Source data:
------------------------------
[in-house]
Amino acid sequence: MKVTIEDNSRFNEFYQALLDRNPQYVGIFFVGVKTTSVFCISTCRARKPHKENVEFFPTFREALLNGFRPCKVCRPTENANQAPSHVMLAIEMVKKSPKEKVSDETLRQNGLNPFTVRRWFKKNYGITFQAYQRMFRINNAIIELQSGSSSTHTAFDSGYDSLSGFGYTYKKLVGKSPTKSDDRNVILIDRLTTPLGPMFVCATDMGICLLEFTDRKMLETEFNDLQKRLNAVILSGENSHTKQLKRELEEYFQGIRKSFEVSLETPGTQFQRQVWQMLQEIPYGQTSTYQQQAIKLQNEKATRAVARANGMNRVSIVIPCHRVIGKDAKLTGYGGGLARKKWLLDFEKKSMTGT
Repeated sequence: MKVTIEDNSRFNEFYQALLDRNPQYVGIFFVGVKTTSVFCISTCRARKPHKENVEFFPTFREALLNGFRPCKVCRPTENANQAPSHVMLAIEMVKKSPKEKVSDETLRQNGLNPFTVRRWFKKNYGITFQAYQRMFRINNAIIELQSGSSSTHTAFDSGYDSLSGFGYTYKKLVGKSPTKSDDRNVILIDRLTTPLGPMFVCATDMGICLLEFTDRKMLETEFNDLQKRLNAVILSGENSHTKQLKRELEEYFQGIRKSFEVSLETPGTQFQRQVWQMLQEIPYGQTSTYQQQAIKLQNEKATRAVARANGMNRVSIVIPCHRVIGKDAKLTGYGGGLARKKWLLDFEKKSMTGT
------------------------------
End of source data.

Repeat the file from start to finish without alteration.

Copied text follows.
[in-house]
Amino acid sequence: MKVTIEDNSRFNEFYQALLDRNPQYVGIFFVGVKTTSVFCISTCRARKPHKENVEFFPTFREALLNGFRPCKVCRPTENANQAPSHVMLAIEMVKKSPKEKVSDETLRQNGLNPFTVRRWFKKNYGITFQAYQRMFRINNAIIELQSGSSSTHTAFDSGYDSLSGFGYTYKKLVGKSPTKSDDRNVILIDRLTTPLGPMFVCATDMGICLLEFTDRKMLETEFNDLQKRLNAVILSGENSHTKQLKRELEEYFQGIRKSFEVSLETPGTQFQRQVWQMLQEIPYGQTSTYQQQAIKLQNEKATRAVARANGMNRVSIVIPCHRVIGKDAKLTGYGGGLARKKWLLDFEKKSMTGT
Repeated sequence: MKVTIEDNSRFNEFYQALLDRNPQYVGIFFVGVKTTSVFCISTCRARKPHKENVEFFPTFREALLNGFRPCKVCRPTENANQAPSHVMLAIEMVKKSPKEKVSDETLRQNGLNPFTVRRWFKKNYGITFQAYQRMFRINNAIIELQSGSSSTHTAFDSGYDSLSGFGYTYKKLVGKSPTKSDDRNVILIDRLTTPLGPMFVCATDMGICLLEFTDRKMLETEFNDLQKRLNAVILSGENSHTKQLKRELEEYFQGIRKSFEVSLETPGTQFQRQVWQMLQEIPYGQTSTYQQQAIKLQNEKATRAVARANGMNRVSIVIPCHRVIGKDAKLTGYGGGLARKKWLLDFEKKSMTGT